Closed loop: Closed-loop control is a mixture between centralized and distributed control but adds a feedback loop from a sensor to compare it to what the controller is reading. Like a centralized control system, the response of the required communication must be reliable and robust due to the number and timing of comparisons being made in the control system.

For example, consider a domestic clothes dryer. When a certain temperature is selected to dry the clothes, the dryer heats up to that preconfigured setting and holds the temperature for the period of time the dryer is on. In a standard, centralized control system, the temperature could be correct, but it is not known for sure because there is nothing reporting the actual temperature inside the dryer. In a closed-loop control system, there is a sensor in the dryer monitoring the actual temperature and sending that back to the main controller to compare and make adjustments if necessary. This allows more specific and accurate measurements within the system.

When adding wireless to a closed-loop system, the primary concerns are the importance and frequency of the information that the remote sensor must read from the main controller. In some applications, that feedback loop is critical to maintain temperatures, flows, and levels. One missed data packet could be the difference between a good and bad product (see Figure 1). In other cases, if this feedback loop isn’t acquired for seconds or minutes, it won’t affect the process at all. It depends on the application at hand.

For highly critical feedback loops, such as a centralized control system, WLAN, Bluetooth, and ZigBee are the most popular technologies due to the throughputs available (see Figure 2). Depending on how critical the individual feedback loops are, each loop may require its own wireless link to the controller, so it has a dedicated path.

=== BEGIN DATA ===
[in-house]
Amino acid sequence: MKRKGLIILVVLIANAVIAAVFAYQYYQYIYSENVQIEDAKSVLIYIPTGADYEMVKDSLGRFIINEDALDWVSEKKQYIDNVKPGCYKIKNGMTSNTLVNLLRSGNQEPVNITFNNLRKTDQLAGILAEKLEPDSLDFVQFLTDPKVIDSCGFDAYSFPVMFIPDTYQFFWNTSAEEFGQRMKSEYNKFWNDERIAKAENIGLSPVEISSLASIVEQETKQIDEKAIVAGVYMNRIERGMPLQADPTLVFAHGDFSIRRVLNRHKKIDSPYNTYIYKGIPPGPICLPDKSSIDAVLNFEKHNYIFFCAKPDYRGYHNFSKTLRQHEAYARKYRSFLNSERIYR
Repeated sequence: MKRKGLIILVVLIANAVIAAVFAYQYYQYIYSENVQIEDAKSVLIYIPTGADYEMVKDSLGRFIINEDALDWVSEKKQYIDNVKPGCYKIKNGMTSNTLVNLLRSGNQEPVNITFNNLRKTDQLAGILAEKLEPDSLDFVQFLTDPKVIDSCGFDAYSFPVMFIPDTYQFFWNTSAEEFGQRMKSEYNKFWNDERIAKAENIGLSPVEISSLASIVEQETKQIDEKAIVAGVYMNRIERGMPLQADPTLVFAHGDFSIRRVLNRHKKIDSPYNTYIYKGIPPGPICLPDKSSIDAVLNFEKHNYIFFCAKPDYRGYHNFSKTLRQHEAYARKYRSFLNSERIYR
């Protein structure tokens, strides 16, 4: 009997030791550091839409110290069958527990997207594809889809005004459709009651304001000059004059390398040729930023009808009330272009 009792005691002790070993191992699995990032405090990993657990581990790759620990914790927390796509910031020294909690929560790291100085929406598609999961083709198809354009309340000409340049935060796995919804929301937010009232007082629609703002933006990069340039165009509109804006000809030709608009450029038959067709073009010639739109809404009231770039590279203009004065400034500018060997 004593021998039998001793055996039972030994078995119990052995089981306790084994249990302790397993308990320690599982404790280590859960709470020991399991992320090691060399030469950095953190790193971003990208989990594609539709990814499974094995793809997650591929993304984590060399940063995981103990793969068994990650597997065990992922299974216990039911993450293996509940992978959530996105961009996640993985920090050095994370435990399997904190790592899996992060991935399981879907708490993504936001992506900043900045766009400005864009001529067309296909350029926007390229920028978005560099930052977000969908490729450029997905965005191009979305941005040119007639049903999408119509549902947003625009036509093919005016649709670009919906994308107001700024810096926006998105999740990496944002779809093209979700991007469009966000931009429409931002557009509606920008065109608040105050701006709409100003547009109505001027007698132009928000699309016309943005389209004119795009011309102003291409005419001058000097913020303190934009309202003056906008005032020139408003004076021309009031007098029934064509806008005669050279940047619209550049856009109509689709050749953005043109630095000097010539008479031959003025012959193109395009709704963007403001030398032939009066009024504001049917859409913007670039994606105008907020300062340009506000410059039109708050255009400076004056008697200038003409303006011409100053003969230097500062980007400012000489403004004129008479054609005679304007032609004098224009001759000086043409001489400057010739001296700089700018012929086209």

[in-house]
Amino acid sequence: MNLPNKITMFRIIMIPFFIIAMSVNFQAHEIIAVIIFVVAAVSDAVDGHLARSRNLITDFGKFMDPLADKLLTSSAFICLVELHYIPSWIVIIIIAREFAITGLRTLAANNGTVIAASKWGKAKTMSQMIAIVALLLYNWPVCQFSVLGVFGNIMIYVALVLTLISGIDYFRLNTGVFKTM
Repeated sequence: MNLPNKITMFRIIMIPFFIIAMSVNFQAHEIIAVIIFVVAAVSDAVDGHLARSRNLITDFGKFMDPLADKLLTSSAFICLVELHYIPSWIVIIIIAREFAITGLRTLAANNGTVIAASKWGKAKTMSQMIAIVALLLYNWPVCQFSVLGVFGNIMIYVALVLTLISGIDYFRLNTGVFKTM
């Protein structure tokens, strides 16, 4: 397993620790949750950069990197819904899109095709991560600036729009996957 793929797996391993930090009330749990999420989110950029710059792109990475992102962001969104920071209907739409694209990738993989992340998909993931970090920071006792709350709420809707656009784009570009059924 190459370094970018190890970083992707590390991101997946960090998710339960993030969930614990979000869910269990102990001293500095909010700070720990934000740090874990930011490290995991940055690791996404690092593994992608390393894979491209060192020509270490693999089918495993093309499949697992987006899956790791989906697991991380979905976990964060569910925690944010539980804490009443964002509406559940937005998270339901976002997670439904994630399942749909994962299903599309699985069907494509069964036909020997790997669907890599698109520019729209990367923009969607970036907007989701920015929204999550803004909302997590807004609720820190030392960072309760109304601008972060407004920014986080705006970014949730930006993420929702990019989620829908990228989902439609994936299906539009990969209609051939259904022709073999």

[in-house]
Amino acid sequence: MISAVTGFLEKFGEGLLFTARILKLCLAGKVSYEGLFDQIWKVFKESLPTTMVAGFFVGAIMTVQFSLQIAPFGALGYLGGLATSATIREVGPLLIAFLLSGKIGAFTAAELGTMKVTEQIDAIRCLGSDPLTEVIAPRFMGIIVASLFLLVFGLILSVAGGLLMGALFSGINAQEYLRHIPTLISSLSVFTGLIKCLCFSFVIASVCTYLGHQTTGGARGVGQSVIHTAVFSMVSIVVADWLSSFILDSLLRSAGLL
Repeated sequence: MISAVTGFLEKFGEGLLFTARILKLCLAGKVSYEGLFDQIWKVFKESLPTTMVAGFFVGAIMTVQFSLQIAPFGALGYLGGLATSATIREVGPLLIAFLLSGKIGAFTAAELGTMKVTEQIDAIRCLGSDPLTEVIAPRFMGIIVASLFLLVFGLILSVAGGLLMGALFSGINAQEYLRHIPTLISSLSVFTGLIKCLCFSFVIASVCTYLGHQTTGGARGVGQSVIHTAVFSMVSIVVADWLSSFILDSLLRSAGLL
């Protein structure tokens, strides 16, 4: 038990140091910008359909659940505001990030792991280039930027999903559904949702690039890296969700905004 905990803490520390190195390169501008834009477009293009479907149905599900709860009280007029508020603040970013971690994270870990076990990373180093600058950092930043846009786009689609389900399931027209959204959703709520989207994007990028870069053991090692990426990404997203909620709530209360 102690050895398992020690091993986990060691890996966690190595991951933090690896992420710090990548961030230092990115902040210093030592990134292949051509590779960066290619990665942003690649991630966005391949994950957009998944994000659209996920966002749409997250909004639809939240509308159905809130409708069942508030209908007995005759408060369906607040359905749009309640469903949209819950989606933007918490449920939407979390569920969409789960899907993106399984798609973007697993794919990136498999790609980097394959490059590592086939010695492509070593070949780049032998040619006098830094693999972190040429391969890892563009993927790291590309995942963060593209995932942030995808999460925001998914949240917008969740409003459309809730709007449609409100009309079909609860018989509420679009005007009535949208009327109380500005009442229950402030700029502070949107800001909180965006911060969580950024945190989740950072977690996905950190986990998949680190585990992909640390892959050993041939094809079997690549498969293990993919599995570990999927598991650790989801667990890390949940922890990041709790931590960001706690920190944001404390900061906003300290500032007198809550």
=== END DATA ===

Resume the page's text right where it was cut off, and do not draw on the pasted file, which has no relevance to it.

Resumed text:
Closed-loop systems can be used in long-range applications as well. Feedback loops don’t have to be in close proximity to the main controller. However, it is important to know that the time it takes for that feedback loop to get to the controller could be longer (maybe seconds instead of milliseconds). As long as this is addressed in the design stages and the criteria are acceptable, there is no reason it cannot be done.

Wireless design considerations

Historically, most, if not all, control-type applications have been wired installations. As wireless technology has grown in acceptance and has proven reliable, more control systems are being implemented using wireless (see Figure 3). Adding wireless to an application can help save wiring, maintenance, installation, and manual monitoring costs. For in-plant, short-range applications, technologies are becoming increasingly more flexible, so adding multiple dedicated wireless links isn’t as costly as it once was. Sometimes, the distance can be short, but the physical path to run the cable isn’t possible. In other cases, routing the cable might be technically possible but very expensive, meaning that a wireless system is the best option.

When considering wireless in a control application, it is important to design it into the system early so there are no surprises during or after installation. Make sure expectations and requirements make sense and the chosen product can actually function as desired. When adding wireless in a retrofit situation, running the wireless system in parallel as a test is recommended. This gives a baseline of how the system will work and allow time to determine if it is a right fit.

There are many different wireless technologies available, so when applicable, contacting the manufacturer to discuss the application, the requirements, and possible obstacles can increase the likelihood that the implementation is successful.

Justin Shade is product marketing specialist, wireless, for Phoenix Contact. He started his career at the company in 2006 in the Technical Service Department before moving to his current position in the I/O and Networking Marketing Department in 2011.

This article appears in the Applied Automation supplement for Control Engineering 
and Plant Engineering

– See other articles from the supplement below.